People in large numbers could exploit the benefits of scale constructing large ships and impressive monumental architecture and amassing huge armies and navies. Writing had emerged c. 3300 BCE in today’s southern Iraq as cuneiform, leading to a Phoenician alphabet subsequently modified by the Greeks and Romans launching an information and knowledge revolution. Literacy in classical Athens and first century BCE Republican Rome was available to about the educated 10% male elite. This percentage would not increase until the early second millennium in Western Europe and urban China, only rising above 50% in the age of fossil fuels.
It might have seemed that Agraria marked the transition from a life of freedom and leisure to one of bondage and toil, but the transformation would have been gradual and the advantages of scale would tend, over time, to subsume the forager lifestyle.
With the collapse of Egypt and Mesopotamia the former geographic paradigm of irrigated crops grown along the Banks of trading river valleys began to change.
The social energy needed for building and food production was provided by the muscle power of a working class (often slaves) fed on the concentrated energy of stored cereal grains and the meat of domesticated animals also used for transport and pulling ploughs (and also fed on cereal grains and plants). Average per capita energy use was now about 6000 to 8000 kcal per day, and an upper level consumption of around 30,000 kcal/cap/day.
Before the emergence of farming, affluent foragers would have consumed about 5,000 kcal per day, about half this as food; in later horticultural villages this would have increased to about 6,000 kcal, rising to about 8,000 kcal in early farming communities. Domesticated animals were used for their muscle power and in about 4,000 BCE the ox-drawn plough was invented. Larger populations could be supported by farming but it involved heavy labour and a less varied diet than that of the forager, these stresses being evident in the teeth and bones of excavated bodies.
Domestication of plants and animals was based on the energy of the Sun (solar agriculture) allowed sedentism and the quantity of energy needed for populations to grow. As populations reached the hundreds and thousands the maintenance of social stability became paramount as societies were stratified into political, economic and gender hierarchies with legal systems that regulated behaviour and discouraged violence (unless officially sanctioned). The strength of the law was universally endorsed by religious systems that provided much of the glue needed to maintain social cohesion.
The energy needed to support palaces, agriculture and the construction of towns and cities came from plant energy converted into human labour. Vast cities and states were built on a large labourer class, sometimes as a government-paid labour force but, more often, through the forced labour of slavery. A life of toil was the price paid for food and security. At the height of the highly organised Roman Empire tens of thousands of men would produce the marble monuments and unload the imported grain that fed the one million residents of Rome, while 350,000 served as soldiers in the great Roman army.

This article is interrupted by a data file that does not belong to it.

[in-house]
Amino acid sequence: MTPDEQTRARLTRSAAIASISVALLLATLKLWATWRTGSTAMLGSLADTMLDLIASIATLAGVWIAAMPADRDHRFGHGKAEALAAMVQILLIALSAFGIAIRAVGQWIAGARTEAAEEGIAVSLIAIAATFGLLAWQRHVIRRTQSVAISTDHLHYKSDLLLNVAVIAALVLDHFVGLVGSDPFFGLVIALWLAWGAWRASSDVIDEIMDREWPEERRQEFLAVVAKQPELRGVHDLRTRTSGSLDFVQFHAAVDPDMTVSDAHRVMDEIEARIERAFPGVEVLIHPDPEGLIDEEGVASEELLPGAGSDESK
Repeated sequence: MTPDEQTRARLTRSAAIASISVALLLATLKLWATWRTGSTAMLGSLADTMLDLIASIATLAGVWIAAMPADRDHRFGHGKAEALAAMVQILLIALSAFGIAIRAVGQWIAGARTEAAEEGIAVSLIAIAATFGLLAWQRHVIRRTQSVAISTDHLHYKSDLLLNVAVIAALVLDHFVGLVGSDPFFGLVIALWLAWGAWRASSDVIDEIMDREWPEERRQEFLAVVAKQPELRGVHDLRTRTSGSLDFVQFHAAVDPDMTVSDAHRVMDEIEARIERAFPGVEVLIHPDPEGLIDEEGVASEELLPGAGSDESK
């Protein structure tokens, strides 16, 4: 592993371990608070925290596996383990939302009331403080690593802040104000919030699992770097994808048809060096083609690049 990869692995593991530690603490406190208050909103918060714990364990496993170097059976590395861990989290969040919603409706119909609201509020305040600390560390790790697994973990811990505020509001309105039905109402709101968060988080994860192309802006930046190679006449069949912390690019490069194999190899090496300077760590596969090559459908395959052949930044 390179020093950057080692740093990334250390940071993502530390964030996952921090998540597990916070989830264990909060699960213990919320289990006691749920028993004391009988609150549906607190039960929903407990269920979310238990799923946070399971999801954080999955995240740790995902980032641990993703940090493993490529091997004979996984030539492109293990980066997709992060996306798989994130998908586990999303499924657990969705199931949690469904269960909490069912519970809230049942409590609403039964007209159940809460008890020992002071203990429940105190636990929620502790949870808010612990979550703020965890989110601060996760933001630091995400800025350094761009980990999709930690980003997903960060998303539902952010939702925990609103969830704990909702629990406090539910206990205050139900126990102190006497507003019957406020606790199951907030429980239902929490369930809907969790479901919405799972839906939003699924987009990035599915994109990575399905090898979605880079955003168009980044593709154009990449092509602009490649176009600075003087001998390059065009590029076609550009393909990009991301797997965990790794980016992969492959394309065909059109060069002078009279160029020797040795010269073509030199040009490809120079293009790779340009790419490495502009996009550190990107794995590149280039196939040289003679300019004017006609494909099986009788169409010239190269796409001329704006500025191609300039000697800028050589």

‘ … by the time that energy capture rose above 10,000 kcal per person and towns grew beyond about 10,000 people, ruling elites were taking charge. This happened somewhere around 3,500 BCE in Mesopotamia, 3,150 BCE in Egypt, 2,500 BCE in the Indus Valley, 1,900 BCE in northern China and 100 BCE in Mesoamerica and the Andes. The SI stood at around 10-13 points.
These farmers instigated strong political, wealth and gender hierarchies with systems of law relating especially to property and ownership were developed. Violence was contained except by the state which used armies to engage in warfare with rival cities and states. Civic spaces are established including: burial precincts; social forums; markets; areas for farming, market gardens, and vineyards; domestic parks and gardens; and administrative precincts such as palaces. There is now a clear distinction between nature and culture, wild and cultivated, in both language and physical space. Ecological impact is mostly concentrated in the region immediately adjacent to the community.
Agraria was based on values which Morris calls the ‘Old Deal’, the belief that in such communities nature and the gods required societies in which there were those that should give orders and those that should obey. Provided each played their part to the best of their ability then all would be well. This was the ‘natural order’. Kings would act like shepherds minding their flocks, being mediators between their sheep and the god(s). On rare occasions (for example the pharaohs of Egypt and some Roman Emperors) the rulers became gods themselves. Wealthy rulers exhibited the confidence that came from god’s approval: they were also the physical manifestation of the social and intellectual capacity of their nation. Civic pride, monuments, feats of artistry and engineering, luxurious excess, all were ultimately demonstrations of collective power and resourcefulness, not just that of the rulers. Poverty (like that of hunter-gatherers) only demonstrated shame; so wealth was the source of both envy and admiration. The economic and political hierarchy itself was rarely questioned, criticism being reserved only for those individuals who abused its agreed boundaries. There was comfort in order and discipline even if some were poor and weak and others rich and strong.